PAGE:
If President Bill Clinton ever had a prayer with the leadership of the Southern Baptist Convention, it was right after a meeting on Sept. 16, 1993, with then-SBC president Ed Young.
Though he was a member of a Southern Baptist church, <?xml:namespace prefix = st1 ns = “urn:schemas-microsoft-com:office:smarttags” />ImmanuelBaptistChurch in Little Rock, Ark., while in office, the 42nd president of the United States was never invited to speak at an annual meeting of the nation’s second-largest religious organization during his eight years in office. <?xml:namespace prefix = o ns = “urn:schemas-microsoft-com:office:office” />
The SBC issued resolutions critical of Clinton’s policies on homosexuality and abortion, and in 1993 there was an unsuccessful attempt to deny seating to messengers from his church–“not because I was a sinner,” he recounted, “they conceded we all are, but because my positions were not correct.”
Because of that, and a seminary professor he knew and respected who was purged for political incorrectness, Clinton confessed he was “quite alienated” when Young, pastor of Second Baptist Church in Houston, reached out to him and asked if he and Vice President Al Gore would have breakfast with him and if Clinton would take him jogging on the Washington Mall.
During breakfast outdoors on the Truman Balcony at the White House, Clinton said, Gore, also a Southern Baptist, engaged Young in a point of theological debate.
“You know, I love my Baptist roots,” Gore told Young, “but I have three daughters and a son, and I don’t think it’s right that only my son can become a minister.”
Clinton said he tried “to keep things from getting out of hand” as the two men had a “good” and “respectful” argument.
Clinton said he liked Young, admired his sermons and still watches him preach on television when he can. At one point, Clinton said, Young looked at him and said: “I want to ask you a question, a simple question, and I just want a yes or no answer. I don’t want one of those slick political answers. Just answer me yes or no: Do you believe the Bible is literally true, yes or no?”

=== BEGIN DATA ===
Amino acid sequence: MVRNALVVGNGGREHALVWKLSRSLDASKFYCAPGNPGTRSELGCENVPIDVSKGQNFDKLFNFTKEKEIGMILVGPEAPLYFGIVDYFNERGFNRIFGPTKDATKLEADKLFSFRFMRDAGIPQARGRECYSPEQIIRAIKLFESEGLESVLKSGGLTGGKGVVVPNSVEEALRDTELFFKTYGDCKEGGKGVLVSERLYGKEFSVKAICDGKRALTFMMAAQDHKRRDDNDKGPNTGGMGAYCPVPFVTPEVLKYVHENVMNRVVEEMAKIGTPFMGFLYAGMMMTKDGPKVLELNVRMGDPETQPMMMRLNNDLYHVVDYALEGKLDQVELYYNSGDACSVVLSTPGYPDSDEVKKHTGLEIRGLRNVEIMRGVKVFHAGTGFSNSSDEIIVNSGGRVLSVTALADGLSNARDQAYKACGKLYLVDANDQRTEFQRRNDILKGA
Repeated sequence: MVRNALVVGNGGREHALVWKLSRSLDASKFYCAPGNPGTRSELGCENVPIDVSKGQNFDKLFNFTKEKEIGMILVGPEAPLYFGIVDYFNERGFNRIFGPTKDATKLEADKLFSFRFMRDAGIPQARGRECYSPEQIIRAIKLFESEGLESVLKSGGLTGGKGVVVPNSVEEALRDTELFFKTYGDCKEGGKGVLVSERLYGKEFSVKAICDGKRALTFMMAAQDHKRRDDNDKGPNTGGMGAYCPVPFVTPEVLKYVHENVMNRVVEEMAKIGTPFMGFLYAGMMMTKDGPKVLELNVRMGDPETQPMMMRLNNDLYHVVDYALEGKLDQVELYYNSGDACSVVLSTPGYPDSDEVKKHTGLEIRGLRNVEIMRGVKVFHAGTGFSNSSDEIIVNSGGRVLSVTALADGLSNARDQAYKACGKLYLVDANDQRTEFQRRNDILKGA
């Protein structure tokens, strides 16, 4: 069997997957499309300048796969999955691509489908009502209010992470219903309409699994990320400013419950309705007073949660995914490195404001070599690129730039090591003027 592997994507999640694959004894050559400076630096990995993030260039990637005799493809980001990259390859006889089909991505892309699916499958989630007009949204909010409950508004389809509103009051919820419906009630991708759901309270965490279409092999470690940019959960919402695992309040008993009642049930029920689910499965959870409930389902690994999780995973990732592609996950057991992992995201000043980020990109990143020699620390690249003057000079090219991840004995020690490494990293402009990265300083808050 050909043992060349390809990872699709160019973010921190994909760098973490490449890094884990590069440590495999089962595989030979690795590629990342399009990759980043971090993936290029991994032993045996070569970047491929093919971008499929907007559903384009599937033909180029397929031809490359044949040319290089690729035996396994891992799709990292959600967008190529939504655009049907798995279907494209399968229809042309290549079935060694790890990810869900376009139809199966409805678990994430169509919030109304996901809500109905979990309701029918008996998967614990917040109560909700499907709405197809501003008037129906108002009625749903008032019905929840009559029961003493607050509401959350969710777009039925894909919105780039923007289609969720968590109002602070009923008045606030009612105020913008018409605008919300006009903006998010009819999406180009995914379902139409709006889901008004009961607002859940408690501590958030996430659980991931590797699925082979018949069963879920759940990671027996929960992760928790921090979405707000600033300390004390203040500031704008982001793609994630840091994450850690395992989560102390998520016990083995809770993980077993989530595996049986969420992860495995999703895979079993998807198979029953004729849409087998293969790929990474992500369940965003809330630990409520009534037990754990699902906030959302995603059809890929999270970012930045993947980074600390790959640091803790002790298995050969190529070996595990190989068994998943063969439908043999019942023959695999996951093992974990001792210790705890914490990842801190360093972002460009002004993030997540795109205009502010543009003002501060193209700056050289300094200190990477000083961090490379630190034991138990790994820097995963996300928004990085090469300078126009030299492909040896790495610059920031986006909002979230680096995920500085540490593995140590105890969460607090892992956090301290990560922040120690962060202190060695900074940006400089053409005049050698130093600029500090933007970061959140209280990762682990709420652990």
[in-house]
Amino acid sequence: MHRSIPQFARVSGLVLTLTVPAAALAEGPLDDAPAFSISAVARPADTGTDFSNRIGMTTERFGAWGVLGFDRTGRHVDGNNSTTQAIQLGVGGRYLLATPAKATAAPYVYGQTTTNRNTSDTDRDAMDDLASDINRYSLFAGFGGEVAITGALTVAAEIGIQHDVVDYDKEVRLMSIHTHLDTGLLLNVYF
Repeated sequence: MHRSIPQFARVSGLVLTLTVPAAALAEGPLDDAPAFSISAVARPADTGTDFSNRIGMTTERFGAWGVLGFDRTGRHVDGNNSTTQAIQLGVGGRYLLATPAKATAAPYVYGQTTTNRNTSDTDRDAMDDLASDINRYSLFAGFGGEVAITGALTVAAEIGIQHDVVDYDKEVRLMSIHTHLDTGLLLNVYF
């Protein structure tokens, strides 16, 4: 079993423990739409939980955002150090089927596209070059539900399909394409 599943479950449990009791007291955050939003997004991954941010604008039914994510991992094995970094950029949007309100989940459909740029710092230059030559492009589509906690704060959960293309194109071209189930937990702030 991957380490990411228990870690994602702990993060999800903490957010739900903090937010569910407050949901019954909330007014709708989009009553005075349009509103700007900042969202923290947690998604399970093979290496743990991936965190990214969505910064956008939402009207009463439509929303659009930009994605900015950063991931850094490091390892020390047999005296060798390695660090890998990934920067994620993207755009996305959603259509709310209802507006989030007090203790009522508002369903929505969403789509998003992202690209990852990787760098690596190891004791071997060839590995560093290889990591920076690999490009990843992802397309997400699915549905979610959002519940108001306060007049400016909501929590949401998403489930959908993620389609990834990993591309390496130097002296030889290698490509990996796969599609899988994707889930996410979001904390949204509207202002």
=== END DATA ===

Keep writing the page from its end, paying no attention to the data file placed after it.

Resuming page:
“I said, ‘Reverend Young, I think it is completely true, but I do not believe you or I or any other living person is wise enough to understand it completely,” Clinton said.
“He said, ‘That’s a political answer,’ and I said, ‘No it’s not. You asked a political question.'”
The two talked on, and Clinton explained his answer by quoting First Corinthians 13:12, the verse before the passage commonly read at weddings, “and now there abide faith, hope and love, and the greatest of these is love.”
“I said: ‘Why could that [love] possibly be more important than faith, when the Baptists preach that belief in Jesus leads to salvation? What could Paul have possibly meant?’ I said I’m not a minister, I just read and think. All I know is what I think.”
“But in the King James Version, in that verse, Paul is comparing life on earth today as it is, with all its warts, as we find it, with life after death in God.”
“For now I see through a glass darkly, but then face to face,” Clinton quoted verse 12. “Now I know in part, but then I shall know even as I am known.”
“The reason we have to put love above everything else is because we see through a glass darkly and know in part,” Clinton said. “Therefore it almost doesn’t matter whether the Bible is literally true, because we know in part; we see through a glass darkly. The reason we have to love each other is because all of us might be wrong. We might all be wrong.”
Young reported on that same meeting four days after it occurred, at a Sept. 20-21, 1993, meeting of the SBC Executive Committee. Young described eating and jogging with the president, but he did not volunteer any details of what they discussed.
Young called for SBC churches to pray for Clinton and Gore for 40 days beginning Jan. 1, 1994.
“There is a heart there–a spiritual cross-pull–in the life of our president,” Young said. “Who knows what the Lord will do?”
Clinton said he believed his conversation with Young went to the “nub” of the challenge to reconcile Baptists with differing opinions.
“We all believe that we are fulfilling God’s will in our lives,” he said. “The point I want to make is, so do they. They read the obligations of Scripture in a different way.”
“We have to meet this schism with respectful disagreement,” Clinton said. “President Carter aided the search for reconciliation by writing that book. He did not impede it. Our Endangered Values helped us all to clarify what we think, but we must approach those who disagree with an outstretched hand, not a clenched fist.”
Bob Allen is managing editor of EthicsDaily.com.
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